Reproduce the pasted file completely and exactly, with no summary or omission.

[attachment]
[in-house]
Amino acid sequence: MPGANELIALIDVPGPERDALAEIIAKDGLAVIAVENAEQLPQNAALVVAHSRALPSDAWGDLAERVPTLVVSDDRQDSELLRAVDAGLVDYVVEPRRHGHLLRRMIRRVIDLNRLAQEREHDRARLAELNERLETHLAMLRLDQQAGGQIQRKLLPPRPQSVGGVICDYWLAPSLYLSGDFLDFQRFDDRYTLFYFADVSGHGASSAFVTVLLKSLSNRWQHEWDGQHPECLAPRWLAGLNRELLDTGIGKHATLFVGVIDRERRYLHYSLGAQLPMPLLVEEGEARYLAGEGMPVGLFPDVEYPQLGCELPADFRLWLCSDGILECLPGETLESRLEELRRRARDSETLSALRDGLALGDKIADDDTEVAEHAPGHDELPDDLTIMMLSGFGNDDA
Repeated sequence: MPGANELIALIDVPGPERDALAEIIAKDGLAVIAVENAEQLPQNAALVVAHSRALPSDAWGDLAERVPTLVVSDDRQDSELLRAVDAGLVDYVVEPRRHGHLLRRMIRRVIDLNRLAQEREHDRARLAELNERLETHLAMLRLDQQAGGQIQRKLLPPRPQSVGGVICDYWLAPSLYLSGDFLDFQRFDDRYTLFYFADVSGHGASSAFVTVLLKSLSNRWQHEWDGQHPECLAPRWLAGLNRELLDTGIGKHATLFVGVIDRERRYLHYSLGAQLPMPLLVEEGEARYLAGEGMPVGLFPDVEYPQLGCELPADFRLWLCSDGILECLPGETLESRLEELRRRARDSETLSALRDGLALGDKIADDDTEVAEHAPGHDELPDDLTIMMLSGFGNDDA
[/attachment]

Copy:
[in-house]
Amino acid sequence: MPGANELIALIDVPGPERDALAEIIAKDGLAVIAVENAEQLPQNAALVVAHSRALPSDAWGDLAERVPTLVVSDDRQDSELLRAVDAGLVDYVVEPRRHGHLLRRMIRRVIDLNRLAQEREHDRARLAELNERLETHLAMLRLDQQAGGQIQRKLLPPRPQSVGGVICDYWLAPSLYLSGDFLDFQRFDDRYTLFYFADVSGHGASSAFVTVLLKSLSNRWQHEWDGQHPECLAPRWLAGLNRELLDTGIGKHATLFVGVIDRERRYLHYSLGAQLPMPLLVEEGEARYLAGEGMPVGLFPDVEYPQLGCELPADFRLWLCSDGILECLPGETLESRLEELRRRARDSETLSALRDGLALGDKIADDDTEVAEHAPGHDELPDDLTIMMLSGFGNDDA
Repeated sequence: MPGANELIALIDVPGPERDALAEIIAKDGLAVIAVENAEQLPQNAALVVAHSRALPSDAWGDLAERVPTLVVSDDRQDSELLRAVDAGLVDYVVEPRRHGHLLRRMIRRVIDLNRLAQEREHDRARLAELNERLETHLAMLRLDQQAGGQIQRKLLPPRPQSVGGVICDYWLAPSLYLSGDFLDFQRFDDRYTLFYFADVSGHGASSAFVTVLLKSLSNRWQHEWDGQHPECLAPRWLAGLNRELLDTGIGKHATLFVGVIDRERRYLHYSLGAQLPMPLLVEEGEARYLAGEGMPVGLFPDVEYPQLGCELPADFRLWLCSDGILECLPGETLESRLEELRRRARDSETLSALRDGLALGDKIADDDTEVAEHAPGHDELPDDLTIMMLSGFGNDDA